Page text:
Monday, February 9, 2015

Tandem From ... Part 2

Yesterday, I put up the post about the Actos Machine tandem build focused more on the drivetrain.  Besides the R601/R603 cranks, it got new Ultegra 6700 shifters and derailleurs and an XT 11-32 cassette.  The shifters were installed on a set of Ritchey WCS carbon bars.  The Ritchey WCS stem was fit to a quill stem adapter (1" threaded fork).  The rear bars are Fyxation time-trial style bars in 25.4 to fit the titanium adjustable stoker stem.  A SRAM red aero bar brake lever operates the cantilever drag brake.  The red color lever is a nice touch/match to the red King hubs and red vintage Salsa quick releases for wheels and seats.

Part 2 will mainly deal with the rear chainstay mounted WTB Speedmaster roller-cam brake.  During my work on the bike, a friend who used to work at the old Point Reyes Bikes, where the bike was originally sold and built, recalled having had plenty of issues with the rear brake when building it originally.  The one thing about the rear brake that stood out to me was that there was minimal clearance between the cam and the bb shell.  There was no cable guide.  The shift cable, originally, ran across the bb shell without a guide (there was a large thin washer between the drive side fixed cup and the bb shell.  I assumed this to be to keep the guide-less shift cable from migrating off the bb shell to the right.  Maybe this was okay with the previous drivetrain, but this new 10-speed set-up would need to be a bit more precise.  

I decided the rear shift cable needed a guide to keep the cable from moving across the shell.  I modified a Shimano guide by cutting off the front derailleur cable guide and thinning out the guide to make it as low-profile as possible and installed it as far to the right as it would fit to allow space for the cam.  

To address the issue of the cam hitting the bb shell when the brake was applied, I dug back into a bag of tricks I learned long ago.  Dug deep.  WTB roller cams use a stainless bushing that fits on the brake post.  Then the arm with the pressed-in bronze bushing slips over the bushing and rotates around the bushing.  The arms also have a Grease Guard™system where grease can be injected into the side of the arm and then runs around a groove on the stainless bushing, thereby greasing the pivot and making it rotate smoothly. 

Years ago, I recall needing to modify another WTB roller-cam by pressing the arm onto the bronze bushing in a different location.  When moving the arm on the bushing, you lose the ability to push fresh grease between the bushing and stainless pivot - unless you make a new groove.  Making a new groove requires relocating the bronze bushing first, redrilling the bronze bushing, and making a new groove in the stainless pivot.  Easy.  But slightly time consuming.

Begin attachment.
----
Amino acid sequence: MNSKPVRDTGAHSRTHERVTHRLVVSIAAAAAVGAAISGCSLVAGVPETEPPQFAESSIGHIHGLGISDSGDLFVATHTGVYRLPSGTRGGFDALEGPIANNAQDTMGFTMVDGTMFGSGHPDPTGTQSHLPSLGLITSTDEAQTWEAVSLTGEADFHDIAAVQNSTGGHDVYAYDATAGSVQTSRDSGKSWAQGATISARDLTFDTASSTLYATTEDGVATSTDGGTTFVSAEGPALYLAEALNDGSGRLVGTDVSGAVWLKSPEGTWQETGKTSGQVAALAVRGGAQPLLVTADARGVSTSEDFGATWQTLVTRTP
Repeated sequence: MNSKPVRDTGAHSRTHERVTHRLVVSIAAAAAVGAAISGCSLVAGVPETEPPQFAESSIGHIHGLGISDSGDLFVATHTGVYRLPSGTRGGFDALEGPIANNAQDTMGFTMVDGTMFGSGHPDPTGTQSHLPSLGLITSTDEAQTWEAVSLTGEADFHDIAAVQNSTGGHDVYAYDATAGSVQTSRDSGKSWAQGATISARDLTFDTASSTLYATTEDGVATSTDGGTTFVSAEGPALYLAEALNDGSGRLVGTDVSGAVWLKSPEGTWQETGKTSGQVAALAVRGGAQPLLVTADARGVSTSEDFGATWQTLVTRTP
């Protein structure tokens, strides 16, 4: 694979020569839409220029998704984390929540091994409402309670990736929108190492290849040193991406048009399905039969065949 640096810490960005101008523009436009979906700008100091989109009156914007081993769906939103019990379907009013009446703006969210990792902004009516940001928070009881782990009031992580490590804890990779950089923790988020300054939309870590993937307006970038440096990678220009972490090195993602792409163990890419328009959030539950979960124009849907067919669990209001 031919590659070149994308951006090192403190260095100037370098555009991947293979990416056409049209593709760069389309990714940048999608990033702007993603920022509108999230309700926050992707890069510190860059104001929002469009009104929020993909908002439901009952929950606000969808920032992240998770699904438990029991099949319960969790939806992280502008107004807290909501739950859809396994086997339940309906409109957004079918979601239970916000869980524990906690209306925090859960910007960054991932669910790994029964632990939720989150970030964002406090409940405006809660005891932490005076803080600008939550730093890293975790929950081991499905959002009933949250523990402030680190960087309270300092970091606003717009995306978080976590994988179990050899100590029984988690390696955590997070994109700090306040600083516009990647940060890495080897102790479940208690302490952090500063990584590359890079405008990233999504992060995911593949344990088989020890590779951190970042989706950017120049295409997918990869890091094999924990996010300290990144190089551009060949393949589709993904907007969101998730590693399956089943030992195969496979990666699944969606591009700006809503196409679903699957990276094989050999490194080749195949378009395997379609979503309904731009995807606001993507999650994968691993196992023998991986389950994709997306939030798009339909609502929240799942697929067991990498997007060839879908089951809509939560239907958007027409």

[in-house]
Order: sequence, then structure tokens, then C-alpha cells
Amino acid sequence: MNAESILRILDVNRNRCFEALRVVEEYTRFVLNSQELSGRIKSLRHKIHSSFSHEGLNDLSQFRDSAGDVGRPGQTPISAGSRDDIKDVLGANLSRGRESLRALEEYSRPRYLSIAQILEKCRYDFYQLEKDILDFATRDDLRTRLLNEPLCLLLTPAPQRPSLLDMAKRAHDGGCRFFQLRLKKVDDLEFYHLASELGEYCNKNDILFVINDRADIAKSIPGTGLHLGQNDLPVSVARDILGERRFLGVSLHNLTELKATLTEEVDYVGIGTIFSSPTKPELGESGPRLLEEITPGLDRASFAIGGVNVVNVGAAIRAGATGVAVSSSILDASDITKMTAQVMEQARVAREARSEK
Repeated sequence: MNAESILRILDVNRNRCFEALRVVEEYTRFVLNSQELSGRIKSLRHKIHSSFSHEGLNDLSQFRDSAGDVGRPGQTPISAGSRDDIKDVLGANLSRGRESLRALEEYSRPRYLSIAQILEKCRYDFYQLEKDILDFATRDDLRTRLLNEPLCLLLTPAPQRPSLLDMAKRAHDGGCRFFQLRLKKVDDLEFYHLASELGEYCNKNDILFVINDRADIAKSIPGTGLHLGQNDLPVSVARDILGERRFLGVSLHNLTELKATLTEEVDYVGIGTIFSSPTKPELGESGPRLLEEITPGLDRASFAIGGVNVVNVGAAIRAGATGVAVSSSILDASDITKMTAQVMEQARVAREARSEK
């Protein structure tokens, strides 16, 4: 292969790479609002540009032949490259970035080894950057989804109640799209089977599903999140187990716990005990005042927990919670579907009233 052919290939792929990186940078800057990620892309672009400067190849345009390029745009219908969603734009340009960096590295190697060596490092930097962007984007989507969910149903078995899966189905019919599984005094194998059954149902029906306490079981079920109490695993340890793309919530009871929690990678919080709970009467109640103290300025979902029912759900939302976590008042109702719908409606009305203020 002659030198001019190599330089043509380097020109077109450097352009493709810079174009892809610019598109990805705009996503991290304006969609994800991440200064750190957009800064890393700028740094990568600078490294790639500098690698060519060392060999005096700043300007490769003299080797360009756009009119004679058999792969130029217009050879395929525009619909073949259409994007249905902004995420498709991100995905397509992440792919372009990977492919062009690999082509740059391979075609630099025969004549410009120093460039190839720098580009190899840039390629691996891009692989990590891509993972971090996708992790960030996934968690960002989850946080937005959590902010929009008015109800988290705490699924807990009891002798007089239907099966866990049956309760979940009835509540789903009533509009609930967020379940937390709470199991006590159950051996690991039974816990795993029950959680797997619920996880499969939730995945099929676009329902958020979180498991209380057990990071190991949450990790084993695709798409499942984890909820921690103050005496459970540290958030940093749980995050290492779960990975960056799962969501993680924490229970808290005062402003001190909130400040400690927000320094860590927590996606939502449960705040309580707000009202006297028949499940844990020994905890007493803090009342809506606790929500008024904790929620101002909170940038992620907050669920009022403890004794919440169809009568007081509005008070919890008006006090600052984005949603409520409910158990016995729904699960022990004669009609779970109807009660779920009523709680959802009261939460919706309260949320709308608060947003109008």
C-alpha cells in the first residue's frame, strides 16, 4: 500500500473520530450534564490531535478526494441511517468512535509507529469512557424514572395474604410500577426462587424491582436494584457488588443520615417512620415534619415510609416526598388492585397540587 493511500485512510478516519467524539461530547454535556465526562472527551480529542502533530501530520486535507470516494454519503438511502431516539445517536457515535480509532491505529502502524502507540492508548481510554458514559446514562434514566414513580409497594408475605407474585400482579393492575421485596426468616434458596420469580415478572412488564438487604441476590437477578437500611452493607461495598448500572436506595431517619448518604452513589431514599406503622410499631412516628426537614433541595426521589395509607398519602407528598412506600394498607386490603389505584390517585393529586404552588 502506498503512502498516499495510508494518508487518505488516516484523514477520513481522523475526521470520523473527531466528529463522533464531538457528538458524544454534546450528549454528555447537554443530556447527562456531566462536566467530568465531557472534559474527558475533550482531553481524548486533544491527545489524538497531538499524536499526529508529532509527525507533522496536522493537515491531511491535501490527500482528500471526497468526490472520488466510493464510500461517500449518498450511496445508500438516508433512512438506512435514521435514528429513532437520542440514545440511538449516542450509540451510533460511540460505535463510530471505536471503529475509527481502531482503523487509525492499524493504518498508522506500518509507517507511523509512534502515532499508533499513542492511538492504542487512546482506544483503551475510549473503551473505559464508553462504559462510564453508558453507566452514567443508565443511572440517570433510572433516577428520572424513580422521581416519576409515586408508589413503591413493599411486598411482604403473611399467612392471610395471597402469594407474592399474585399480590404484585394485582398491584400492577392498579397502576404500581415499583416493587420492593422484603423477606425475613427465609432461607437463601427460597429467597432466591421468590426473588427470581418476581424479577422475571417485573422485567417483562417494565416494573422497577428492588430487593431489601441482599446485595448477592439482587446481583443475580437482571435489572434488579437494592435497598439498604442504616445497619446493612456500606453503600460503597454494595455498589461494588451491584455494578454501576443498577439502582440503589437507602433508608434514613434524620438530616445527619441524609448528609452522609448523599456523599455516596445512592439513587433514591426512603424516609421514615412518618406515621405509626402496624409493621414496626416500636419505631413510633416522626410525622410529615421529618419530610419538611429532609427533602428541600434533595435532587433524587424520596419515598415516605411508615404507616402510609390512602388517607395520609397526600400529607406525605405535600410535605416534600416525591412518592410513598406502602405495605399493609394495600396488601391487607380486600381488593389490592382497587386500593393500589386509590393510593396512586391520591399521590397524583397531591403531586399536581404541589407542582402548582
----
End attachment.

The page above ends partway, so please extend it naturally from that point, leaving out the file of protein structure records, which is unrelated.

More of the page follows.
The brake is in the stock position.  The hole in the side of the arm is where grease is injected.

The arm relocated on the bronze bushing - gaining critical clearance for the cam to pull.

Yeah, that's going to work nicely.

I drilled the hole through the bronze bushing with the stainless bushing in place to see where the new groove had to be located - see the tiny divot above the stock groove.


I used a hacksaw to cut a small, shallow groove around the circumference of the pivot to serve as a guide where a deeper groove had to be made.

A Dremel tool was (lightly) fixed into my vise with a small round grinding bit.

More detail of the Dremel grinder and where the groove will be.  This is before I cut the groove deeper.

The old groove and the new groove.

Brake all buttoned up.

Tools used to modify the brake.

With the rear derailleur cable guide installed.  The front derailleur cable runs around the bb shell through a piece of cable liner.

New clearance for the cam.

Arm clearance on the right side...

Arm clearance on the left side.

Brake arm in its new location on the bushing.

When the bike was originally built, the brake bridge must have been redrilled to lower it.  I didn't like the look of the second, unused hole, so the bridge got trimmed giving it a cleaner look.

All done!

(What's playing:  Gang of 4 I Fled)

4 comments:

Anonymous said...

Why didn't you just flip the bushing so the existing groove would be on the other end? It looks like the new groove was unnecessary.

blackmountaincycles said...

Good thought. The bushing is open on one end and closed on the other. There is only one way for it to fit on the brake boss.

alex a said...

No "real bike shop" will have the knowledge or patience to do this.
Excellent work!

Major said...

Wow, this is a load of impressive mechanical work. I am left scratching my head though...why?

The old drivetrain looks way better. If I wanted drop bars and integrated brake/shifter levers, you sure could have convinced me to go with Retro-shift (Gevenalle) or some NOS brifters that could work with the old drivetrain.

But hey, its not my bike.